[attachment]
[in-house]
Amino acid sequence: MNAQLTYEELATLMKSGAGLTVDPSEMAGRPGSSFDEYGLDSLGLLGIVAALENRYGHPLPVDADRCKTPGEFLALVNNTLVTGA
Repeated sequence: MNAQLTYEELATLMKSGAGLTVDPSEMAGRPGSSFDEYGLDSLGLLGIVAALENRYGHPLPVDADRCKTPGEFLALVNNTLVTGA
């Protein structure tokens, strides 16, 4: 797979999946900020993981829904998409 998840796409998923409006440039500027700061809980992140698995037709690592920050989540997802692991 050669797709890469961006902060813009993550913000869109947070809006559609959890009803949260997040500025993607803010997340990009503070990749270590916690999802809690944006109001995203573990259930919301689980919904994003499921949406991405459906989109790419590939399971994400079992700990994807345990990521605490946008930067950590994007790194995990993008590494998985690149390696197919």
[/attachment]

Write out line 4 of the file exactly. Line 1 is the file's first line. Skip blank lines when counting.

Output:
């Protein structure tokens, strides 16, 4: 797979999946900020993981829904998409 998840796409998923409006440039500027700061809980992140698995037709690592920050989540997802692991 050669797709890469961006902060813009993550913000869109947070809006559609959890009803949260997040500025993607803010997340990009503070990749270590916690999802809690944006109001995203573990259930919301689980919904994003499921949406991405459906989109790419590939399971994400079992700990994807345990990521605490946008930067950590994007790194995990993008590494998985690149390696197919």